Ombudsman defends role at Loughinisland film after calling PSNI

Dr Michael Maguire, the Police Ombudsman, briefed the PSNI about security risks in the film but went on to give a speech at the official launch. (Picture Colm O'Reilly Presseye)
Dr Michael Maguire, the Police Ombudsman, briefed the PSNI about security risks in the film but went on to give a speech at the official launch. (Picture Colm O'Reilly Presseye)

The Police Ombudsman has rejected claims that his speech at the launch of a ‘collusion’ documentary he had already warned police about constituted an “incredible” endorsement of the film.

Questions about the involvement of Dr Michael Maguire, the Police Ombudsman of Northern Ireland’s (PONI), with a film on the loyalist massacre in Loughinisland in 1994 have been raised in the wake of an investigation by the Department of Justice (DOJ).

Dr Maguire became aware of the allegedly stolen documents at his first private screening in October 2017 - but he still went to the public launch a month later.

The film, ‘No Stone Unturned’, alleged police collusion in the attack. The two principal journalists Trevor Birnie and Barry McCaffrey were arrested by police in August after sensitive PONI documents appeared in the film.

A row erupted this week when PONI denied it prompted the investigation by reporting the documents as stolen.

However Durham police Chief Mike Barton, who came in to investigate, insisted PONI did report the theft of the “secret” documents which both he and PONI agreed put lives at risk.

It has now emerged that the DOJ has run its own probe into claims that PONI was too closely involved with the film – claims it has now firmly rejected. However loyalist activist Jamie Bryson, who lodged the complaint, believes information disclosed by DOJ, and seen by the News Letter, raises further questions.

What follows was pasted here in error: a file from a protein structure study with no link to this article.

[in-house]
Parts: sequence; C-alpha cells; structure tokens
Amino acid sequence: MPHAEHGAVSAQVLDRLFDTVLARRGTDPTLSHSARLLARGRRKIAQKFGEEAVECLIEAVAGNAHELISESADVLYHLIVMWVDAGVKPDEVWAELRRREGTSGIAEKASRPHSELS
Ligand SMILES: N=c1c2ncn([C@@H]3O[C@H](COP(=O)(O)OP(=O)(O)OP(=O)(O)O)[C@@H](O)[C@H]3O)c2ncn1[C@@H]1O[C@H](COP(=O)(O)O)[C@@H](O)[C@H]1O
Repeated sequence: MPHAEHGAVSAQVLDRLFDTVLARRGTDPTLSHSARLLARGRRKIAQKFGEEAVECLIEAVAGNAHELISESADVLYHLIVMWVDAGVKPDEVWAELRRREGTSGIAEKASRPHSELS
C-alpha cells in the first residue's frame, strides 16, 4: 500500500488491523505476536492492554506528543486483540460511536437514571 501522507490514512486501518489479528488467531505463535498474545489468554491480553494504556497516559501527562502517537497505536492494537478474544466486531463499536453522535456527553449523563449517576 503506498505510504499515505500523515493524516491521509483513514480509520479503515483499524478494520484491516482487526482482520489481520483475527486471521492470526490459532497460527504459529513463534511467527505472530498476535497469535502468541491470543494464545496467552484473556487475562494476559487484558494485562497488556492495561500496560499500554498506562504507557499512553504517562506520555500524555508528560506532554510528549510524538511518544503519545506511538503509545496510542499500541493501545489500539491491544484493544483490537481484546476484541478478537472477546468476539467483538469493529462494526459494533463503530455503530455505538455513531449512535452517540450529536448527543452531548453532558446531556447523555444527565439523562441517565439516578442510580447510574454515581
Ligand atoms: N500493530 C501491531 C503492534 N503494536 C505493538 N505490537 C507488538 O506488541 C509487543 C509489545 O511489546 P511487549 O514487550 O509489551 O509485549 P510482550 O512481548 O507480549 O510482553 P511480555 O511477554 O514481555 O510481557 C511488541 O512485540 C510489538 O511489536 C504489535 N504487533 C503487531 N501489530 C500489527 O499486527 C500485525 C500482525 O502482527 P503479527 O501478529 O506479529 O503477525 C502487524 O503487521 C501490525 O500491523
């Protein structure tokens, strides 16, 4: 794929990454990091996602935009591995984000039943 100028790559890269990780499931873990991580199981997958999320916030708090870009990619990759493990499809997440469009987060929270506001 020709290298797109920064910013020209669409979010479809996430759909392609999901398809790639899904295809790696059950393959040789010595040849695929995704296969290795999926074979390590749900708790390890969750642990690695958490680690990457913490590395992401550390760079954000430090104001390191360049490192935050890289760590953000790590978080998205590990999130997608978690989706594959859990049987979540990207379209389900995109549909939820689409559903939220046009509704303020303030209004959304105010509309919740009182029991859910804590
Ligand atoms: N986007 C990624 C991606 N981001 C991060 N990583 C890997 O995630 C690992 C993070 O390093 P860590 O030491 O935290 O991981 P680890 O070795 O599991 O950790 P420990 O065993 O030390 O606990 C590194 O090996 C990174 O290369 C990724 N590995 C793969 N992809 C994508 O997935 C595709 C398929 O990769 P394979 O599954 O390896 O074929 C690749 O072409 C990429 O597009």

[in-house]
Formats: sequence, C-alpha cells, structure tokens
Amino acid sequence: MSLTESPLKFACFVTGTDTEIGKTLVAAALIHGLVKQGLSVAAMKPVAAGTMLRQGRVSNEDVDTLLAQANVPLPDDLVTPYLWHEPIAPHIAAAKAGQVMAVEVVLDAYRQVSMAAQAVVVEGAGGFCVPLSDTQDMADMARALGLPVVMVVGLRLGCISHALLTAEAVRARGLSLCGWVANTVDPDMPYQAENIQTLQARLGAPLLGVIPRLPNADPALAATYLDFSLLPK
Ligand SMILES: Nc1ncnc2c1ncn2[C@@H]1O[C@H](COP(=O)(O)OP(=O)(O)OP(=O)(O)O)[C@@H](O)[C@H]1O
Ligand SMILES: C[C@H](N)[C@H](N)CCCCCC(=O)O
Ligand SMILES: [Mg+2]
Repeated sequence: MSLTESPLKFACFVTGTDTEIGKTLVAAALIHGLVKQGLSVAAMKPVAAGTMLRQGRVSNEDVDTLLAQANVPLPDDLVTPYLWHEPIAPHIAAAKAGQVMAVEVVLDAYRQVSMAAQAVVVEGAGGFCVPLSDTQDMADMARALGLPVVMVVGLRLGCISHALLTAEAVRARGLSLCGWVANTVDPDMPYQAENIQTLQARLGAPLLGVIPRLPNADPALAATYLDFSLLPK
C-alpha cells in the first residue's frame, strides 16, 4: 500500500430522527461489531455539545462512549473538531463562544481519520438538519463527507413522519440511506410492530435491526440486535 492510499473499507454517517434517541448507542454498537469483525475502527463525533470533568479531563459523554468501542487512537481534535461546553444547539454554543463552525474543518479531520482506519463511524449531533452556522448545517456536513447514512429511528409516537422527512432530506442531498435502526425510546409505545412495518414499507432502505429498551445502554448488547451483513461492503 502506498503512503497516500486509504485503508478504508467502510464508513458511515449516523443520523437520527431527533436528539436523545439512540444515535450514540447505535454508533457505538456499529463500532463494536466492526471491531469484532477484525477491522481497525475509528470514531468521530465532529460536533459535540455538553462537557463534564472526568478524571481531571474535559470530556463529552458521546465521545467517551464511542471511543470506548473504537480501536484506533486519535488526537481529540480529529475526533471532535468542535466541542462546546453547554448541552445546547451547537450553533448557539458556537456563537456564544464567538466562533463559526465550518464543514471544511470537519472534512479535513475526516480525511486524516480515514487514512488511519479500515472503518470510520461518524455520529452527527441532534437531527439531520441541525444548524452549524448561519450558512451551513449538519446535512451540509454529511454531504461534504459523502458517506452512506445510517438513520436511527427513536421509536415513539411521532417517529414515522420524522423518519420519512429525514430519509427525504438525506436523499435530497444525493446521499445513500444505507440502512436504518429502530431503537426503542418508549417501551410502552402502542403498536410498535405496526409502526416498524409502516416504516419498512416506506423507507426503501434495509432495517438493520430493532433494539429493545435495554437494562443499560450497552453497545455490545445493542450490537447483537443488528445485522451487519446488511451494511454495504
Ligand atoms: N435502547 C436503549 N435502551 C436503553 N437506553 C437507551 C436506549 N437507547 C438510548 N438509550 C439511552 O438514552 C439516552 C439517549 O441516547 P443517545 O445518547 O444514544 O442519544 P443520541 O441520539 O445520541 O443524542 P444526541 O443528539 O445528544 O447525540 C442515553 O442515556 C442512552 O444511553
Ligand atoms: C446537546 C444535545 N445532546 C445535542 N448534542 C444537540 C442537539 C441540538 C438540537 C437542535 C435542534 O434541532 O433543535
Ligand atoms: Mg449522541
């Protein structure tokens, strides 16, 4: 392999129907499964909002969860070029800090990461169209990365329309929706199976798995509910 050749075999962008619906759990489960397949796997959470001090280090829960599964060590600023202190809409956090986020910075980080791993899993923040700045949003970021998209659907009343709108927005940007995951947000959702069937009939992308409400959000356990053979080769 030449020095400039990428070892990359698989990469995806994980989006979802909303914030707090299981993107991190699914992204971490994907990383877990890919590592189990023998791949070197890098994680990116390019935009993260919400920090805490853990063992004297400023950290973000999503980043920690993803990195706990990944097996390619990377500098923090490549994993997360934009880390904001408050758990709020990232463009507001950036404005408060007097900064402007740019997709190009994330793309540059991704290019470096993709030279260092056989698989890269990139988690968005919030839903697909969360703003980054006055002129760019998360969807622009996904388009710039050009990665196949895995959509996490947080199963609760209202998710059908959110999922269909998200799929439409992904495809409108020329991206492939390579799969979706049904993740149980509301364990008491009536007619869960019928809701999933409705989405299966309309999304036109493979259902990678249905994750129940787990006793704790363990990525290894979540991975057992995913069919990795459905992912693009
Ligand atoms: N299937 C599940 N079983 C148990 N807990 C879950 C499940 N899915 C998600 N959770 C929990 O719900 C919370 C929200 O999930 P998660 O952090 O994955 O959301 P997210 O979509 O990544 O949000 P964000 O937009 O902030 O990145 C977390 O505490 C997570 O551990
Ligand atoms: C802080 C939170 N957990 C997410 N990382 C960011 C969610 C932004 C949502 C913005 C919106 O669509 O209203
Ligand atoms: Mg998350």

“The DOJ report shows this was more than normal participation in a documentary, because PONI took a full three days to ‘discuss editorial decisions’ with the film makers in March 2017,” Mr Bryson said.

“Then Dr Maguire became aware of the allegedly stolen documents at his first private screening in October 2017 - but he still went to the public launch a month later. The DOJ report says he ‘notified’ police about the documents within 24 hours of seeing the film for the first time.

“But he should have had nothing more to do with it from then on.”

Mr Bryson said that instead “he went on to speak at the first public screening”, adding that, in his opinion, this “infers an endorsement of the film containing allegedly stolen documents, which to me is just incredible”.

A PONI spokesman responded: “Mr Bryson made a series of complaints to the DOJ which they have investigated and which were not substantiated,” he said.

On Thursday PONI said it briefed the PSNI about risk to individuals after seeing “extracts” from an apparent PONI document in the film, but made no “complaint of theft”.

The Department of Justice report said: “The documentary was made by an Oscar winning film maker and commissioned by the BBC at the time the Police Ombudsman decided to participate. The need to ensure public and police confidence in the investigation and conclusions of this high-profile matter was

therefore considered best achieved through cooperating and explaining the Office’s actions.”

It added: “In deciding to attend the screening of the documentary on 15 November 2017, the Police Ombudsman advised this was to offer views

on the problems of dealing with the past given the experience of the Office in this and considerable public interest.”